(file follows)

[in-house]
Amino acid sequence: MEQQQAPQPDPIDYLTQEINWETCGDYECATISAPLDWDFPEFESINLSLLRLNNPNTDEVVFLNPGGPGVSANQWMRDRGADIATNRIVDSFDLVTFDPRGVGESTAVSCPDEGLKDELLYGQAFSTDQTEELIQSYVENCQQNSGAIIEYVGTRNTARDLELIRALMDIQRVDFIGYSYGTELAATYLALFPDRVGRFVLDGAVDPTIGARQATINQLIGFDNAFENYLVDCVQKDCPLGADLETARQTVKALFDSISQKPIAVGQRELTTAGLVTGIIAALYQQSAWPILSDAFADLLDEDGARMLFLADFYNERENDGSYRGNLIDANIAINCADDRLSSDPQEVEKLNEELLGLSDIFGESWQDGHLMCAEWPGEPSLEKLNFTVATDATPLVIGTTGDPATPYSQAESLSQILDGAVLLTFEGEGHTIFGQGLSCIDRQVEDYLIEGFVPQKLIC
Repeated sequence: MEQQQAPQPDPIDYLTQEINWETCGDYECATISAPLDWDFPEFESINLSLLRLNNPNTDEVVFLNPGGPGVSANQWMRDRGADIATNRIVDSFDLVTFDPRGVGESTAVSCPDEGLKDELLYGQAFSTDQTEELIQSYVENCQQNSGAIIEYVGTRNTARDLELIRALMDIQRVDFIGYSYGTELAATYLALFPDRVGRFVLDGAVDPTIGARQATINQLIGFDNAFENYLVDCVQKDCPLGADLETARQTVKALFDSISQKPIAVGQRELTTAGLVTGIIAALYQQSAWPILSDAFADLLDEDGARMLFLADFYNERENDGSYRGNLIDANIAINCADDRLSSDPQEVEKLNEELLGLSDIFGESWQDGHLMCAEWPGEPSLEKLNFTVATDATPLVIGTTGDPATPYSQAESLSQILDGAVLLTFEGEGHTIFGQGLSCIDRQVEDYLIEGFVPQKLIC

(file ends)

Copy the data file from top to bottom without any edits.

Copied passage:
[in-house]
Amino acid sequence: MEQQQAPQPDPIDYLTQEINWETCGDYECATISAPLDWDFPEFESINLSLLRLNNPNTDEVVFLNPGGPGVSANQWMRDRGADIATNRIVDSFDLVTFDPRGVGESTAVSCPDEGLKDELLYGQAFSTDQTEELIQSYVENCQQNSGAIIEYVGTRNTARDLELIRALMDIQRVDFIGYSYGTELAATYLALFPDRVGRFVLDGAVDPTIGARQATINQLIGFDNAFENYLVDCVQKDCPLGADLETARQTVKALFDSISQKPIAVGQRELTTAGLVTGIIAALYQQSAWPILSDAFADLLDEDGARMLFLADFYNERENDGSYRGNLIDANIAINCADDRLSSDPQEVEKLNEELLGLSDIFGESWQDGHLMCAEWPGEPSLEKLNFTVATDATPLVIGTTGDPATPYSQAESLSQILDGAVLLTFEGEGHTIFGQGLSCIDRQVEDYLIEGFVPQKLIC
Repeated sequence: MEQQQAPQPDPIDYLTQEINWETCGDYECATISAPLDWDFPEFESINLSLLRLNNPNTDEVVFLNPGGPGVSANQWMRDRGADIATNRIVDSFDLVTFDPRGVGESTAVSCPDEGLKDELLYGQAFSTDQTEELIQSYVENCQQNSGAIIEYVGTRNTARDLELIRALMDIQRVDFIGYSYGTELAATYLALFPDRVGRFVLDGAVDPTIGARQATINQLIGFDNAFENYLVDCVQKDCPLGADLETARQTVKALFDSISQKPIAVGQRELTTAGLVTGIIAALYQQSAWPILSDAFADLLDEDGARMLFLADFYNERENDGSYRGNLIDANIAINCADDRLSSDPQEVEKLNEELLGLSDIFGESWQDGHLMCAEWPGEPSLEKLNFTVATDATPLVIGTTGDPATPYSQAESLSQILDGAVLLTFEGEGHTIFGQGLSCIDRQVEDYLIEGFVPQKLIC